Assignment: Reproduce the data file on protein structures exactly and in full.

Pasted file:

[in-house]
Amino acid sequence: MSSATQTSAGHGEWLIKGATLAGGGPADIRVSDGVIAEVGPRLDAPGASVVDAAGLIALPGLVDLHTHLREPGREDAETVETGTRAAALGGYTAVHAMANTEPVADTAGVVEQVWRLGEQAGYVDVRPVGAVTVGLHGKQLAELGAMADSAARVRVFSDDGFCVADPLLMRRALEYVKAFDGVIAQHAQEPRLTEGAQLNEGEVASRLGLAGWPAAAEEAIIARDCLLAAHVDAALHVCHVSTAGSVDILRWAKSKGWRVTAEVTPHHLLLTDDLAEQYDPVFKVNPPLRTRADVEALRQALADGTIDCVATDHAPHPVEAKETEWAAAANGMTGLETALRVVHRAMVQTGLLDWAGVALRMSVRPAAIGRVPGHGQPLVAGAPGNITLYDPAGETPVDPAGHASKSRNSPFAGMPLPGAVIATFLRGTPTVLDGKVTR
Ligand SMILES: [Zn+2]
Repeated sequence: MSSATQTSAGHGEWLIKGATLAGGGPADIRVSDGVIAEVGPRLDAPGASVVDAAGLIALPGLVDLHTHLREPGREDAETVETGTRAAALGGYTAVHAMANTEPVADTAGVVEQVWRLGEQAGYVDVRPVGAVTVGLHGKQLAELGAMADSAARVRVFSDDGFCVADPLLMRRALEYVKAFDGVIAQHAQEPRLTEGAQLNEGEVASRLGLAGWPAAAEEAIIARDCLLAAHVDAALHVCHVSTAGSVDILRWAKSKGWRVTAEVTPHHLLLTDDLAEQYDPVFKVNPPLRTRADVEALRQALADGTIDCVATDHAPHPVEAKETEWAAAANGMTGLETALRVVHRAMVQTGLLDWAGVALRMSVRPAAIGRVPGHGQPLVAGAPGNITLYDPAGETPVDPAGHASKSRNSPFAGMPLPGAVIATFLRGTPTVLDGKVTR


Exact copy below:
[in-house]
Amino acid sequence: MSSATQTSAGHGEWLIKGATLAGGGPADIRVSDGVIAEVGPRLDAPGASVVDAAGLIALPGLVDLHTHLREPGREDAETVETGTRAAALGGYTAVHAMANTEPVADTAGVVEQVWRLGEQAGYVDVRPVGAVTVGLHGKQLAELGAMADSAARVRVFSDDGFCVADPLLMRRALEYVKAFDGVIAQHAQEPRLTEGAQLNEGEVASRLGLAGWPAAAEEAIIARDCLLAAHVDAALHVCHVSTAGSVDILRWAKSKGWRVTAEVTPHHLLLTDDLAEQYDPVFKVNPPLRTRADVEALRQALADGTIDCVATDHAPHPVEAKETEWAAAANGMTGLETALRVVHRAMVQTGLLDWAGVALRMSVRPAAIGRVPGHGQPLVAGAPGNITLYDPAGETPVDPAGHASKSRNSPFAGMPLPGAVIATFLRGTPTVLDGKVTR
Ligand SMILES: [Zn+2]
Repeated sequence: MSSATQTSAGHGEWLIKGATLAGGGPADIRVSDGVIAEVGPRLDAPGASVVDAAGLIALPGLVDLHTHLREPGREDAETVETGTRAAALGGYTAVHAMANTEPVADTAGVVEQVWRLGEQAGYVDVRPVGAVTVGLHGKQLAELGAMADSAARVRVFSDDGFCVADPLLMRRALEYVKAFDGVIAQHAQEPRLTEGAQLNEGEVASRLGLAGWPAAAEEAIIARDCLLAAHVDAALHVCHVSTAGSVDILRWAKSKGWRVTAEVTPHHLLLTDDLAEQYDPVFKVNPPLRTRADVEALRQALADGTIDCVATDHAPHPVEAKETEWAAAANGMTGLETALRVVHRAMVQTGLLDWAGVALRMSVRPAAIGRVPGHGQPLVAGAPGNITLYDPAGETPVDPAGHASKSRNSPFAGMPLPGAVIATFLRGTPTVLDGKVTR